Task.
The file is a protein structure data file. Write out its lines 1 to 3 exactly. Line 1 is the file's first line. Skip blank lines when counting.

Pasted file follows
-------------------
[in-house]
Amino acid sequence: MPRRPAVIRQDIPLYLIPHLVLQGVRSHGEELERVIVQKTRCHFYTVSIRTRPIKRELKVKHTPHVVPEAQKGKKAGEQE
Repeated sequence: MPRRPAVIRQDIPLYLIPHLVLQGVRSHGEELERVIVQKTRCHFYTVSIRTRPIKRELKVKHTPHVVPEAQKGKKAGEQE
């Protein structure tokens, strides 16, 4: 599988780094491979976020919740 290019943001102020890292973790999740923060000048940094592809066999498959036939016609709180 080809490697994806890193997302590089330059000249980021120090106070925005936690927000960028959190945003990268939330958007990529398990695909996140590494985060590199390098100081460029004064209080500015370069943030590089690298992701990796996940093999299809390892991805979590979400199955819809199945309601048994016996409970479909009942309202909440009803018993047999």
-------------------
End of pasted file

[in-house]
Amino acid sequence: MPRRPAVIRQDIPLYLIPHLVLQGVRSHGEELERVIVQKTRCHFYTVSIRTRPIKRELKVKHTPHVVPEAQKGKKAGEQE
Repeated sequence: MPRRPAVIRQDIPLYLIPHLVLQGVRSHGEELERVIVQKTRCHFYTVSIRTRPIKRELKVKHTPHVVPEAQKGKKAGEQE